Complainant has asserted that Respondent has no rights or legitimate interests in respect of the domain name. Where such an assertion has been made, this Panel is of the view that it is incumbent upon Respondent to come forward with concrete evidence rebutting this assertion. As this information is uniquely within the knowledge and control of Respondent, the failure to come forward with such concrete evidence is tantamount to admitting the truth of Complainant's assertions (Do the Hustle, LLC v. Tropic Web WIPO Case No. D2000-0624 - analyzing the interplay between Policy paragraph 4(a), which imposes a burden on Complainant to show that the Respondent has no rights or legitimate interests, and Policy paragraph 4(c), which instructs Respondent how to demonstrate its rights or legitimate interests.)
Respondent has failed to produce such concrete evidence. Respondent has failed to offer articles of incorporation or other indicia of the creation of a business. Respondent has failed to produce a business plan. Respondent has failed to furnish any documentation that would demonstrate that the business described is actually being conducted. In fact the business Respondent claims to be engaged in, the furnishing of free information and background for genetics and biotechnology, is completely at odds with the description of services on Respondent's web site, providing low cost quality healthcare. Accordingly, the Panel finds that Respondent has no rights or legitimate interests in respect of the domain name at issue.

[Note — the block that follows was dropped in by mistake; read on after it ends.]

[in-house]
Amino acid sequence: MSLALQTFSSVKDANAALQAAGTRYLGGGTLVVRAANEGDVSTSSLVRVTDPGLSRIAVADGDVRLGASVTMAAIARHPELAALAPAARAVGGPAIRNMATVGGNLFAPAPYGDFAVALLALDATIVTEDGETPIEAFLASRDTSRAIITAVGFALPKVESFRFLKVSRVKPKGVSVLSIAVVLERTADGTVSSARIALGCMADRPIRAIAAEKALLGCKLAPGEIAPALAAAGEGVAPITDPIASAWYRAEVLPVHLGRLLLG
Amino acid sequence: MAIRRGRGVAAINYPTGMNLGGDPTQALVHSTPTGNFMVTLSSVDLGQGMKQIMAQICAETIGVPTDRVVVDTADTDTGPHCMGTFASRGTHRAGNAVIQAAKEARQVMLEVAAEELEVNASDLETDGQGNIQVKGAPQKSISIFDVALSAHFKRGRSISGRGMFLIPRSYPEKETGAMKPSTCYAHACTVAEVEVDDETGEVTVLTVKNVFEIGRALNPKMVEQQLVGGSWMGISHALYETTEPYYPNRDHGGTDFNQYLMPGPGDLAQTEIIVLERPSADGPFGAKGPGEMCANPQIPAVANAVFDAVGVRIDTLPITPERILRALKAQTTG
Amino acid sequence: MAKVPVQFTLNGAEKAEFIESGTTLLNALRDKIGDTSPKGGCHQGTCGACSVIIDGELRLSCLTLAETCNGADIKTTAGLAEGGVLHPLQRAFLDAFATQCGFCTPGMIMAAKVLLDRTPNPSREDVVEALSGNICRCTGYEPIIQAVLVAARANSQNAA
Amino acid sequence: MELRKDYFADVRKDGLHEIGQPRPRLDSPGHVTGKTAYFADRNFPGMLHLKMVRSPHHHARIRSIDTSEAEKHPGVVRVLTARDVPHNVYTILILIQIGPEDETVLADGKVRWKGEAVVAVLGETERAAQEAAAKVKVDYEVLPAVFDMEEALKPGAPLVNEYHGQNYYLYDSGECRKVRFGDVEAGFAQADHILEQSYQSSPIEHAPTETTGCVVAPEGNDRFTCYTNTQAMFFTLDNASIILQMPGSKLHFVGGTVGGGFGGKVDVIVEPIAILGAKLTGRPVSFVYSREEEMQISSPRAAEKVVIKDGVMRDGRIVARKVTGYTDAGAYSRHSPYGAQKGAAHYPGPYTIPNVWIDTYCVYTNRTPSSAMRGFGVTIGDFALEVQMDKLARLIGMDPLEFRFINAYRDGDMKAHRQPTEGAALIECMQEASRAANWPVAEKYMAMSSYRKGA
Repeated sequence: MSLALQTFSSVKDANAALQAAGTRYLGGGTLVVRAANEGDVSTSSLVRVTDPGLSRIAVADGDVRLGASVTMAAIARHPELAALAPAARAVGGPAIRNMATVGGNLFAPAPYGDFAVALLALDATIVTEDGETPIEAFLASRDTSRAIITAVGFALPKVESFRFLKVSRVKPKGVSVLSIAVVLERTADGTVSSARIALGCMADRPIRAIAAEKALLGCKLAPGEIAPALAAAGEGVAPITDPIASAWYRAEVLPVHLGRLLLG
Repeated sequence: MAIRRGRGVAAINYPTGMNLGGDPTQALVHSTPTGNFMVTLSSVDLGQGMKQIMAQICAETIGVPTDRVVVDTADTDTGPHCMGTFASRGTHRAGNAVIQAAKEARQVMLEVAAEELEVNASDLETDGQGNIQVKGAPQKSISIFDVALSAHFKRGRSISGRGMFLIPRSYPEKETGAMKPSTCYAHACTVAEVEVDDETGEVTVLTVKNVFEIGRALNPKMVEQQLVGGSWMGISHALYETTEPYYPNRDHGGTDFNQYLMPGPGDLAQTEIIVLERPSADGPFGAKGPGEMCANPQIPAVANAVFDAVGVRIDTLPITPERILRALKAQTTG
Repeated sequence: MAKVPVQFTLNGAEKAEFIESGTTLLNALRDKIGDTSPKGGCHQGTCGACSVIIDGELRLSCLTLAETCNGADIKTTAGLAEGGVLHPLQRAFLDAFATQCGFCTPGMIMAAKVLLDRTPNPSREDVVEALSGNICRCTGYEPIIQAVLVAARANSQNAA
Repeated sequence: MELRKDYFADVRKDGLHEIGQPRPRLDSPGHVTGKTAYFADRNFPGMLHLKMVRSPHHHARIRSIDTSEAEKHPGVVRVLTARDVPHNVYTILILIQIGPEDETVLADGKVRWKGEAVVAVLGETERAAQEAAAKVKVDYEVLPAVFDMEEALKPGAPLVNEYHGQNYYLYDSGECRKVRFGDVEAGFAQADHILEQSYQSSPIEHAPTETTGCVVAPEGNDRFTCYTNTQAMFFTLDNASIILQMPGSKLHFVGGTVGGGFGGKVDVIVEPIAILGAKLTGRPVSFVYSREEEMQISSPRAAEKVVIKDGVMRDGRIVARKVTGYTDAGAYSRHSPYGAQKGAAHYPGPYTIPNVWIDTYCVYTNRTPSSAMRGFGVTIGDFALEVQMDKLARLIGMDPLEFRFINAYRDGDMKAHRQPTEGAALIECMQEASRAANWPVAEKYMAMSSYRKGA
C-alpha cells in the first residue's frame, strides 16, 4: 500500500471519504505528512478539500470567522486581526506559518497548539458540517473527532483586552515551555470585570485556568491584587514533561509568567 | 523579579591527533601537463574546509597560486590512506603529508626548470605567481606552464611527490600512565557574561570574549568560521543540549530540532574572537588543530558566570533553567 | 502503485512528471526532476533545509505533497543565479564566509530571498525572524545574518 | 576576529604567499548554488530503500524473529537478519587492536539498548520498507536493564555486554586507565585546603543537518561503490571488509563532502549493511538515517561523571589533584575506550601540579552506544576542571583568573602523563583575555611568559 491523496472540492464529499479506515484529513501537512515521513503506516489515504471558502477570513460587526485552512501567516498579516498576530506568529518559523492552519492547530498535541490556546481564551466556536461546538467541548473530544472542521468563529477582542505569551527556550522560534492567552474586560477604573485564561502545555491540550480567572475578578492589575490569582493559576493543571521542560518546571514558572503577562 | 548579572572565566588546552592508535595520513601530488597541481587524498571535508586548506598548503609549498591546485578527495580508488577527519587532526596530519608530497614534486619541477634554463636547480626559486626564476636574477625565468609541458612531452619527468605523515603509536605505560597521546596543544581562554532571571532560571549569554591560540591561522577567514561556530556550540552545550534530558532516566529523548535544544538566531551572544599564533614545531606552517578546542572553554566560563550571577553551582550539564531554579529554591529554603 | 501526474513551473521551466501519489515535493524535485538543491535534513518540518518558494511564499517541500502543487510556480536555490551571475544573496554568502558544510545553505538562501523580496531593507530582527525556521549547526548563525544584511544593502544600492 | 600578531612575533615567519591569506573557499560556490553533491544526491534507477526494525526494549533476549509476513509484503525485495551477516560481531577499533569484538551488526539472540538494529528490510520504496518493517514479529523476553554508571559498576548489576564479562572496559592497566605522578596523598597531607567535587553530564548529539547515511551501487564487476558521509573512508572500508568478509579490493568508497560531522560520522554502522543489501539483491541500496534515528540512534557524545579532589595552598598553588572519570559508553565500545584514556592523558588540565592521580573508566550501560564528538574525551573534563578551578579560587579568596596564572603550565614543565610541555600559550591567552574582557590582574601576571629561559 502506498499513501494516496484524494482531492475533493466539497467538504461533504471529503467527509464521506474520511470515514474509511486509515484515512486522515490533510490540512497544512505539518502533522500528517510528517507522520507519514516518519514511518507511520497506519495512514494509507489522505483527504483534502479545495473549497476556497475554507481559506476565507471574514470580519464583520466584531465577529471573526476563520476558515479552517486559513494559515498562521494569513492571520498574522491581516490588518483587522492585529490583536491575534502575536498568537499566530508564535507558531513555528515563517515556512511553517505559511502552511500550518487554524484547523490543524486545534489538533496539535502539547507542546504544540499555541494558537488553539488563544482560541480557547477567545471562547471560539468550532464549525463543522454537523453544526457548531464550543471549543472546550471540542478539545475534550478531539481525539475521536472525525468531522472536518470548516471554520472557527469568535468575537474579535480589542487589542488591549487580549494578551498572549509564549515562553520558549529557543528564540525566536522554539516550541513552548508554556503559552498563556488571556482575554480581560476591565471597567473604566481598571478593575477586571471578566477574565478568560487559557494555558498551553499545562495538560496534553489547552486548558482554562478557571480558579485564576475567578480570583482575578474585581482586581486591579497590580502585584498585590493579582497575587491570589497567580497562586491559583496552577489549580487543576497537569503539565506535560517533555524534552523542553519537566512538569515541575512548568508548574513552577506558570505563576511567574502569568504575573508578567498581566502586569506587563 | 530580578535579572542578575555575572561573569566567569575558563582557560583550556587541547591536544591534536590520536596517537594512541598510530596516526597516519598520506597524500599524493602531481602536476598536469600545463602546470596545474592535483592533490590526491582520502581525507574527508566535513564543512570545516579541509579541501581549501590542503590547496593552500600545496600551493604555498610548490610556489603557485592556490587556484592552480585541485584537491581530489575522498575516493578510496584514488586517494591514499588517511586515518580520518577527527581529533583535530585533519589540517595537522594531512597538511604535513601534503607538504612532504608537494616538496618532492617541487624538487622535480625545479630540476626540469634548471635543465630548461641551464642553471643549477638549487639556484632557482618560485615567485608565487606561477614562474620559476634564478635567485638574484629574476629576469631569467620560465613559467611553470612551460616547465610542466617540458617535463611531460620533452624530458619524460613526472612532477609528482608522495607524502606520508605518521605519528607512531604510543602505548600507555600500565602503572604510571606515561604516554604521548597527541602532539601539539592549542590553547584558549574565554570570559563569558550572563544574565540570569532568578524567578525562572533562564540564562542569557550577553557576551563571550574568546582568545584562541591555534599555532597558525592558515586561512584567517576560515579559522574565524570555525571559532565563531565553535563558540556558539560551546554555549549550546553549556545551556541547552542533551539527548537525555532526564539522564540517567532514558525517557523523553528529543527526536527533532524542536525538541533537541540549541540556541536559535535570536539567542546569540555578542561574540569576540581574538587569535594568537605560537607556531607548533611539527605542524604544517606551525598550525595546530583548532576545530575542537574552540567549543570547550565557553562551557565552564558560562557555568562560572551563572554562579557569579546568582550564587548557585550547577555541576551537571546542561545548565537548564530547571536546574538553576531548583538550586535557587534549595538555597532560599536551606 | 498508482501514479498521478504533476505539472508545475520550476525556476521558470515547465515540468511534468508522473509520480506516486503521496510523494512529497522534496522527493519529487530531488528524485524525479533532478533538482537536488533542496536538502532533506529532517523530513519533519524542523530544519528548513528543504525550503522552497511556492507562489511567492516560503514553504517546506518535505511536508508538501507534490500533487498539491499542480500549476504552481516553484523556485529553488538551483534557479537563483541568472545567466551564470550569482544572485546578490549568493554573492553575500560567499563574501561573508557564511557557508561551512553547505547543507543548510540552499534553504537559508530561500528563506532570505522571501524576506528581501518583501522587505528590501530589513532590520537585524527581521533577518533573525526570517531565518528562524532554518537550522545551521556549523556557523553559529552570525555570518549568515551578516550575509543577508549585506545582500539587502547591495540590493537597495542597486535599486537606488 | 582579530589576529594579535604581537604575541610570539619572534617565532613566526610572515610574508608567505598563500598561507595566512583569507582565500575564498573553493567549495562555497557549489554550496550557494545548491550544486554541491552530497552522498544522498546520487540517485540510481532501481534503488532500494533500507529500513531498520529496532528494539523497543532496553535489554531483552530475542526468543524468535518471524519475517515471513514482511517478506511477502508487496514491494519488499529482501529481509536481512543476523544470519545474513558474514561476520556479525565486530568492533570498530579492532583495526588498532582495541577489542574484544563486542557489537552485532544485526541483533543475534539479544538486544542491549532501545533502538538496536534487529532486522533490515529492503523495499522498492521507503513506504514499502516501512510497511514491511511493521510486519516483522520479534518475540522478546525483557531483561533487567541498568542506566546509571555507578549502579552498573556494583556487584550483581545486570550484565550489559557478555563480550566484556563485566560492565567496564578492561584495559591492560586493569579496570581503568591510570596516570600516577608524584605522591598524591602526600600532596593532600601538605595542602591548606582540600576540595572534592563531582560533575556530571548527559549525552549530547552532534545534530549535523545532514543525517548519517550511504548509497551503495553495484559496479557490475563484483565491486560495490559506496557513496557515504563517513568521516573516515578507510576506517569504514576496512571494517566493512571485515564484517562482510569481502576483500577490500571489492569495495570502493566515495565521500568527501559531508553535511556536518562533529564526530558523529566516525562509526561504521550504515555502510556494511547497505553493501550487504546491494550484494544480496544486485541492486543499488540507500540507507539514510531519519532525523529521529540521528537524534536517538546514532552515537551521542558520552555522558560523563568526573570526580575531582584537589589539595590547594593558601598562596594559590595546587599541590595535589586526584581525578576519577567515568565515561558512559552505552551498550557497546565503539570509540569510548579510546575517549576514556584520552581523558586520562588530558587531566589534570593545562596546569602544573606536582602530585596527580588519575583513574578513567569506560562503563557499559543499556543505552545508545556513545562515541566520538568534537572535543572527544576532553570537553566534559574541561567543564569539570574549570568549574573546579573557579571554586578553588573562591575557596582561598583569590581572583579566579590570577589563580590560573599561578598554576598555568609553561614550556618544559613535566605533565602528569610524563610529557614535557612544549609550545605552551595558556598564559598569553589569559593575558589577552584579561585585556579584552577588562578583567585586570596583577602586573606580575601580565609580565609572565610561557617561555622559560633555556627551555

Respondent's conduct does not come clearly within any of the examples of bad faith registration and use offered at paragraph 4(b) of the Policy. However, those examples are intended to be illustrative, rather than exhaustive. (See Telstra Corporation Limited v. Nuclear Marshmallows, ICANN Case No. D2000-0003 – "Telstra"). In Telstra it was established that "inaction can constitute bad faith use", and the Telstra decision has since been cited numerous times for that proposition and followed by subsequent panels. Telstra established that whether "inaction" could constitute bad faith registration and use could only be determined by analyzing the facts in a given case.
In the present case the Panel finds that the facts 1) that Complainant's application for a trademark was pending before the USPTO at the time that Respondent registered the domain name at issue, 2) that a trademark search done prior to the registration of the domain name at issue would have revealed the existence of the application, 3) that in the almost two years since Respondent registered the domain name at issue, it has not been used to resolve to an active web site, 4) that Respondent failed to produce any concrete evidence of a business utilizing the domain name at issue, and 5) that Respondent failed to respond to any of the communications sent by Complainant concerning the domain name at issue constitute bad faith registration and use under the Telstra analysis.
For all of the foregoing reasons, the Panel decides that the domain name <genexpert.com> registered by Respondent is identical to the trademark in which Complainant has rights, that Respondent has no rights to or legitimate interests in respect of the domain name at issue, and that Respondent's domain name has been registered and is being used in bad faith. Accordingly, pursuant to Paragraph 4(i) of the Policy and paragraph 15 of the Rules, the Panel requires that the registration of the domain name <genexpert.com> be transferred to Complainant.
M. Scott Donahey
Dated: December 10, 2001